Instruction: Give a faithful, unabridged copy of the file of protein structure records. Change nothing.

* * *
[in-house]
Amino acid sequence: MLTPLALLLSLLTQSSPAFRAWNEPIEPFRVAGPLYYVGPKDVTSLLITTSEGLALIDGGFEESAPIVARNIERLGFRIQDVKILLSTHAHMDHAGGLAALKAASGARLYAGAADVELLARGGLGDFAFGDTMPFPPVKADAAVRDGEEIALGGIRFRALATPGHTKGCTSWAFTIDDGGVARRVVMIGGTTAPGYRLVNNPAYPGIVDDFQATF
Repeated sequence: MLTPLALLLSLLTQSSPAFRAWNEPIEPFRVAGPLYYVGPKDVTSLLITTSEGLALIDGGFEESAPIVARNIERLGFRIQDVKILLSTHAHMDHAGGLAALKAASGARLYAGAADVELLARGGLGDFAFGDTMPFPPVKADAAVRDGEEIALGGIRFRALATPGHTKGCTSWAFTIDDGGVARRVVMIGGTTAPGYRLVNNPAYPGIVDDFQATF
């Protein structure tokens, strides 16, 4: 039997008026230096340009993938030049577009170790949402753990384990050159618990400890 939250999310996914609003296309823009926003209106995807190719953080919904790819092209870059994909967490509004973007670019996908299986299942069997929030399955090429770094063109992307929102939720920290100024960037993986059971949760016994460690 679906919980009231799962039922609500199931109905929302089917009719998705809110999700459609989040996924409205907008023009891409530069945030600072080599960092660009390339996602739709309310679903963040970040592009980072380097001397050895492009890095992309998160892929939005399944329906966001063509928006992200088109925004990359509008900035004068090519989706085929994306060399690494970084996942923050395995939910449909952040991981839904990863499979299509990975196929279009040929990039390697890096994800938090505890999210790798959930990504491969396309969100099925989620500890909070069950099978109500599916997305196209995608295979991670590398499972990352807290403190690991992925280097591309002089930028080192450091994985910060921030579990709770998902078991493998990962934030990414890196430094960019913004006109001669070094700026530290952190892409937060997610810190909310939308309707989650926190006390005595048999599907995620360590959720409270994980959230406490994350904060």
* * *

[in-house]
Amino acid sequence: MLTPLALLLSLLTQSSPAFRAWNEPIEPFRVAGPLYYVGPKDVTSLLITTSEGLALIDGGFEESAPIVARNIERLGFRIQDVKILLSTHAHMDHAGGLAALKAASGARLYAGAADVELLARGGLGDFAFGDTMPFPPVKADAAVRDGEEIALGGIRFRALATPGHTKGCTSWAFTIDDGGVARRVVMIGGTTAPGYRLVNNPAYPGIVDDFQATF
Repeated sequence: MLTPLALLLSLLTQSSPAFRAWNEPIEPFRVAGPLYYVGPKDVTSLLITTSEGLALIDGGFEESAPIVARNIERLGFRIQDVKILLSTHAHMDHAGGLAALKAASGARLYAGAADVELLARGGLGDFAFGDTMPFPPVKADAAVRDGEEIALGGIRFRALATPGHTKGCTSWAFTIDDGGVARRVVMIGGTTAPGYRLVNNPAYPGIVDDFQATF
């Protein structure tokens, strides 16, 4: 039997008026230096340009993938030049577009170790949402753990384990050159618990400890 939250999310996914609003296309823009926003209106995807190719953080919904790819092209870059994909967490509004973007670019996908299986299942069997929030399955090429770094063109992307929102939720920290100024960037993986059971949760016994460690 679906919980009231799962039922609500199931109905929302089917009719998705809110999700459609989040996924409205907008023009891409530069945030600072080599960092660009390339996602739709309310679903963040970040592009980072380097001397050895492009890095992309998160892929939005399944329906966001063509928006992200088109925004990359509008900035004068090519989706085929994306060399690494970084996942923050395995939910449909952040991981839904990863499979299509990975196929279009040929990039390697890096994800938090505890999210790798959930990504491969396309969100099925989620500890909070069950099978109500599916997305196209995608295979991670590398499972990352807290403190690991992925280097591309002089930028080192450091994985910060921030579990709770998902078991493998990962934030990414890196430094960019913004006109001669070094700026530290952190892409937060997610810190909310939308309707989650926190006390005595048999599907995620360590959720409270994980959230406490994350904060």